Jason took a breath, holding himself back. “It would be better than dinner at fucking Anton’s. How can you even afford that shit anyways? You are a broke-ass motherfucker, and I say that with love because I’m a broke-ass motherfucker too, but there is no fucking way blowing a hundred dollars on dinner at motherfucking Anton’s is a good idea for you. More importantly, if you ask her out to dinner, you’re gonna scare the shit out of her. She’s gonna think, wow, when the fuck did this cool guy turn into my fucking stalker? Take a deep breath and relax. Just go hit on her when you see her at the bar next.”

This hits on problem number one: the characterization is weak. You can see the hierarchy of game reflected in our male leads: Jason is the alpha, Ian the beta, Nick the hapless omega. There’s a wealth of psychological insight to explore here, and Frost, having lived all three of these realities at some point, is uniquely positioned to lead us into the murky depths. But even considering his own zero-to-hero transformation, he barely works to develop his characters beyond the crudest manosphere stereotypes.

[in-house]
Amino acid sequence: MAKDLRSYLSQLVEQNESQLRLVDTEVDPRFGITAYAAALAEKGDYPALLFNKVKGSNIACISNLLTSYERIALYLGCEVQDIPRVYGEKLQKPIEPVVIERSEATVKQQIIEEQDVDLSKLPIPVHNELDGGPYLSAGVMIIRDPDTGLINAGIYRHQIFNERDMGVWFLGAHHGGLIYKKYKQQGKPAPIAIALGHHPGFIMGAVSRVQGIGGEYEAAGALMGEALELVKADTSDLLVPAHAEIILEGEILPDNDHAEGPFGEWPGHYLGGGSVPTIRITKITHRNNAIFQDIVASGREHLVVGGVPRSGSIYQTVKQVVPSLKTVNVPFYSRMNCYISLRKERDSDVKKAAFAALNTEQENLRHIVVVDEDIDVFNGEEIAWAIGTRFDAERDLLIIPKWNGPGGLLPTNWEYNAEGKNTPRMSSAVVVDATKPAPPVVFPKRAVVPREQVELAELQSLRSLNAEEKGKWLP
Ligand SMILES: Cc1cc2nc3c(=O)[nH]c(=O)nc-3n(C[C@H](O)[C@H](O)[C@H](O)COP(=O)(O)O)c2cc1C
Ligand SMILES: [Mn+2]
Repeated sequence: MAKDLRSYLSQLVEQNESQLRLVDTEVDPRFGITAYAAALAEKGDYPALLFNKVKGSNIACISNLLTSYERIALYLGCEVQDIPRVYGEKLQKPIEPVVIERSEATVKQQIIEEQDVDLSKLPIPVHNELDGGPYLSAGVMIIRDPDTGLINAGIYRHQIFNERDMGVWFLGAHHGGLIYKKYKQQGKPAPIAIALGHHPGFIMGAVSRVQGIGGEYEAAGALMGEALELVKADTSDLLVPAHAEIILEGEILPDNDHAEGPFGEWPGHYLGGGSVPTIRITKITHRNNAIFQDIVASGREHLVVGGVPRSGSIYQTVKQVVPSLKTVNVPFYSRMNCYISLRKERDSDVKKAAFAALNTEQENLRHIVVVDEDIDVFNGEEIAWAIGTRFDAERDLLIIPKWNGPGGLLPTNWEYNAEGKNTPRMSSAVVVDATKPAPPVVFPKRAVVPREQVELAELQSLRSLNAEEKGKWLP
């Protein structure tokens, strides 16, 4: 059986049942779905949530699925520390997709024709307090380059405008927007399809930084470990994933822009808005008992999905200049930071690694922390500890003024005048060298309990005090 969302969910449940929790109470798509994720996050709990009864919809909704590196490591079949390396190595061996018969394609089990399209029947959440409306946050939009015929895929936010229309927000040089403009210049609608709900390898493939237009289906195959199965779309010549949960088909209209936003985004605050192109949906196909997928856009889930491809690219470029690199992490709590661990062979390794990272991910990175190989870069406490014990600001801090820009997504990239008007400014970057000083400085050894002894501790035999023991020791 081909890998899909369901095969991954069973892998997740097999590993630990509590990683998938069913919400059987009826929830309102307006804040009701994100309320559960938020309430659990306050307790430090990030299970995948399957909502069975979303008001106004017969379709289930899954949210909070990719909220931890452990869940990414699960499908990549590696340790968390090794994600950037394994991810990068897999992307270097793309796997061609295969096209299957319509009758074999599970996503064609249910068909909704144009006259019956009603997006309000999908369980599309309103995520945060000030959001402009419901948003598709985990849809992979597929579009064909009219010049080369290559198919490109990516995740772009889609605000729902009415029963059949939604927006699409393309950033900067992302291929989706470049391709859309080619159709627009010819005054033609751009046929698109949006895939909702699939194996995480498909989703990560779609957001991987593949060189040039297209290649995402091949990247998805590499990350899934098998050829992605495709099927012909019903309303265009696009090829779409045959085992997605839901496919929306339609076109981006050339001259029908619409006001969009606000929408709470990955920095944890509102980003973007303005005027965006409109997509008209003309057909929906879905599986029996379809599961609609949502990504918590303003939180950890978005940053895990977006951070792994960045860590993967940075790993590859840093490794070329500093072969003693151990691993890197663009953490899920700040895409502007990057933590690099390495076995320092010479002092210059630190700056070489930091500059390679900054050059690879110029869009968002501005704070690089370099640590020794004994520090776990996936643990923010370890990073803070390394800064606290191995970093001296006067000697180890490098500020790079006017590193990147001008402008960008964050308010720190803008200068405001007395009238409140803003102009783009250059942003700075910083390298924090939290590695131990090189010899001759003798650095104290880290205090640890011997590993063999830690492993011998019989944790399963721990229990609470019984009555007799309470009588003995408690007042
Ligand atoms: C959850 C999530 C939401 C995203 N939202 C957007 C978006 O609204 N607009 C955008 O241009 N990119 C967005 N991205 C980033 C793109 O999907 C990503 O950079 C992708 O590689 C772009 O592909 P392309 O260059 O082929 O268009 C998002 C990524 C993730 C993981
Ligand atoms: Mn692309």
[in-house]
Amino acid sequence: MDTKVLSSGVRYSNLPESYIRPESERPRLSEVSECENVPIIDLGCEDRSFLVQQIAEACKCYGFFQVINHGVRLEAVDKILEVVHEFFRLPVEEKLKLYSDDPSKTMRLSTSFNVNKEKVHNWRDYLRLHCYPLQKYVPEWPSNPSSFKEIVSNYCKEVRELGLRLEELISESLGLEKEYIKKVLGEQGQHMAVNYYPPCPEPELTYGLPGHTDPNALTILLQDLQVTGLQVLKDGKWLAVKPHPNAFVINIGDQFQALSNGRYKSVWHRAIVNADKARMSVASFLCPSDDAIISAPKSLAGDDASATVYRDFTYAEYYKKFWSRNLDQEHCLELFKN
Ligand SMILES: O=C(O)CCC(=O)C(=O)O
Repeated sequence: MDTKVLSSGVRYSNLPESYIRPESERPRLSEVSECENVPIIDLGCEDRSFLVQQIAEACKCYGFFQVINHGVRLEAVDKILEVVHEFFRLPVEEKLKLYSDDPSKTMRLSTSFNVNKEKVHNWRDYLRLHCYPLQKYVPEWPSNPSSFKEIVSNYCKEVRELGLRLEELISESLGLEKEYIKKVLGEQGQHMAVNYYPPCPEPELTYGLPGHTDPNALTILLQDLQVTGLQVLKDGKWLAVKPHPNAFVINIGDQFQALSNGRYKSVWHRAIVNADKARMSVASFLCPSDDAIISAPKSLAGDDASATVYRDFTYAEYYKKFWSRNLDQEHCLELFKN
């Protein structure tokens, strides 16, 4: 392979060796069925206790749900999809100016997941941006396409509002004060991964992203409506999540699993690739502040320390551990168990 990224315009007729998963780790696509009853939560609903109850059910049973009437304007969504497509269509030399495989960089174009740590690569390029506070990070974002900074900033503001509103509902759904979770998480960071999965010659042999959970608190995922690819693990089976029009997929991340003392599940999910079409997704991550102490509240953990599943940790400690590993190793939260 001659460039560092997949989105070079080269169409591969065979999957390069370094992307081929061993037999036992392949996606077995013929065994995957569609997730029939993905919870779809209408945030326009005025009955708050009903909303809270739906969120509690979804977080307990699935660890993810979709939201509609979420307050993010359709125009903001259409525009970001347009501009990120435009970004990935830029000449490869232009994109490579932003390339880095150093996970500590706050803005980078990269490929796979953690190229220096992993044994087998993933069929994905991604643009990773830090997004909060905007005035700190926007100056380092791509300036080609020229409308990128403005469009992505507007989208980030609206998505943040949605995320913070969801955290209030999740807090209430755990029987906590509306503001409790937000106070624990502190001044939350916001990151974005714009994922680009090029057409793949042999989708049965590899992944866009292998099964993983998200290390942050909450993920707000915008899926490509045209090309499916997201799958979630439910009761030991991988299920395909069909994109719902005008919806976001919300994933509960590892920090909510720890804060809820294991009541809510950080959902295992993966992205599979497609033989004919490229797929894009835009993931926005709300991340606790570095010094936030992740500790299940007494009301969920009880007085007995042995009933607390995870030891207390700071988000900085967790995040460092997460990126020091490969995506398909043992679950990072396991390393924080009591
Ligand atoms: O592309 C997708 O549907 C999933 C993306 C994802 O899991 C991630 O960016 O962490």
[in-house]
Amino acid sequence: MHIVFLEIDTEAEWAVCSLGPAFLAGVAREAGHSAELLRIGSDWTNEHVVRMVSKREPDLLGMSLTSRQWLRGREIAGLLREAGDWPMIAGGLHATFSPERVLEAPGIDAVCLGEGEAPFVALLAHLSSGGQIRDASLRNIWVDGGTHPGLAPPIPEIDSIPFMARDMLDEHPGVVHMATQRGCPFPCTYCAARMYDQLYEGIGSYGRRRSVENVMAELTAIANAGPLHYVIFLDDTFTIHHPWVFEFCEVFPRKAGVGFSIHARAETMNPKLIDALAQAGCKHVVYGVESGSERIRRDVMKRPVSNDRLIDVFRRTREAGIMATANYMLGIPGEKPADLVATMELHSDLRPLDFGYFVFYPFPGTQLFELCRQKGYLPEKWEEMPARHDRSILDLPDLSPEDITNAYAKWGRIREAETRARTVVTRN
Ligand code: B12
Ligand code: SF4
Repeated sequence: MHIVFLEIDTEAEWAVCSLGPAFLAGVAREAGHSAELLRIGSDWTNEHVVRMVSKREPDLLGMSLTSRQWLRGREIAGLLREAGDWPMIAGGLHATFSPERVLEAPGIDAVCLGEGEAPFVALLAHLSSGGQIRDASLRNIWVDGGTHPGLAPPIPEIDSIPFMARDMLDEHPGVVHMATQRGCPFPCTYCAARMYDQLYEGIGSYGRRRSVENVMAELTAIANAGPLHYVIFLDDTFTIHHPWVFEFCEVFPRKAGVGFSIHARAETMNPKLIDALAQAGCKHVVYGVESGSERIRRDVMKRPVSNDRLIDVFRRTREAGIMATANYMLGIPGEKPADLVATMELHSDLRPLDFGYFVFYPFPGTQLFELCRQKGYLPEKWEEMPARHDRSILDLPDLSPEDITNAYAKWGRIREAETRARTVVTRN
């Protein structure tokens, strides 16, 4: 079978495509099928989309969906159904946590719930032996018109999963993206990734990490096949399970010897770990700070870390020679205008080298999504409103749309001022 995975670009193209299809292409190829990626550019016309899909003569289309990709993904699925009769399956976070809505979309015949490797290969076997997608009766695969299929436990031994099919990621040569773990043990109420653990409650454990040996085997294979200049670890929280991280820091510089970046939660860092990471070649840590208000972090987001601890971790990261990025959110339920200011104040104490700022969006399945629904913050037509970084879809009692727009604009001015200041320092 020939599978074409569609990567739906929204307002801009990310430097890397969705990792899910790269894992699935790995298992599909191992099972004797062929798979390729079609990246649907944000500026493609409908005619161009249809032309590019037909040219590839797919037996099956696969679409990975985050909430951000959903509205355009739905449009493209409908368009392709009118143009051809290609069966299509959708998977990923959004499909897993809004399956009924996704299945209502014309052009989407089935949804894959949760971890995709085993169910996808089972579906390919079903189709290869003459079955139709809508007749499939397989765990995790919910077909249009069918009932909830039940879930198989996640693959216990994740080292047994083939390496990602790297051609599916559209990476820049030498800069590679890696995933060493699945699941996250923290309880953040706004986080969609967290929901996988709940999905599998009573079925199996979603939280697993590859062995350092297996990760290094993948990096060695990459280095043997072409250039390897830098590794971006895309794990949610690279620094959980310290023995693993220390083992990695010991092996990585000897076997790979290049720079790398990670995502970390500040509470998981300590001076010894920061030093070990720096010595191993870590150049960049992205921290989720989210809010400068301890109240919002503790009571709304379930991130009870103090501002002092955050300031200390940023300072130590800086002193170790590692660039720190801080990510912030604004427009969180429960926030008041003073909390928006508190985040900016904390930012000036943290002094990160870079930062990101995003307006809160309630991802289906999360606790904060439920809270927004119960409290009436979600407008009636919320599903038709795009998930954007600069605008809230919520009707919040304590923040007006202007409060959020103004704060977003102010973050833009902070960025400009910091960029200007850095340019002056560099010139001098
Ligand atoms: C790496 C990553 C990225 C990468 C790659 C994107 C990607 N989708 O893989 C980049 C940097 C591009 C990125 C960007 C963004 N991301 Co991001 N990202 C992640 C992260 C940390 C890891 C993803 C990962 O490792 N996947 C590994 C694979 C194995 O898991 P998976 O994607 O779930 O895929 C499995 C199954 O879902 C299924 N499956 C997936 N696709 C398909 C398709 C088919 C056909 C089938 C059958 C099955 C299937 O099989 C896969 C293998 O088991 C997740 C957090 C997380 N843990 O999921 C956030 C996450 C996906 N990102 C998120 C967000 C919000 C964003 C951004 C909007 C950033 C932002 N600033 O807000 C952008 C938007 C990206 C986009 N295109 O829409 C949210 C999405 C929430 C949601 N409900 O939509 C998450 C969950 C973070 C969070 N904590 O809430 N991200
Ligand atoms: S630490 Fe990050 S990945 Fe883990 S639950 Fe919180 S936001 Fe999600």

And then we come to problem number two with A Generation of Men’s: the monologuing.

My God do these characters love to monologue. In egregious violation of the “show, don’t tell” principle of storytelling, Frost moves the story forward by having his characters monologue, either to themselves in their thoughts or to each other. Imagine if Aaron Sorkin was a huge Roissy fan, and you’ve got A Generation of Men in a nutshell. You’ve got Jason monologuing about the best way to get chicks, Ian monologuing about why everyone hates him (hint: it’s ’cause they’re jelly of his pussy-slaying ways), and Nick monologuing about what an utter loser he is:

Fuck you, said the piercing voice, a voice that virulently hated everything about the body and mind that hosted it. I fucking hate you. Just fucking die and get off this fucking planet. Pathetic little faggot, just fucking die.

Wow, I’m totally convinced that Nick hates himself for being a failure in life. This totally doesn’t sound like a 27-year old online entrepreneur trying to imagine how a pudgy virgin shut-in thinks.

But a funny thing happens in the middle third of the book: it gets better. Way better.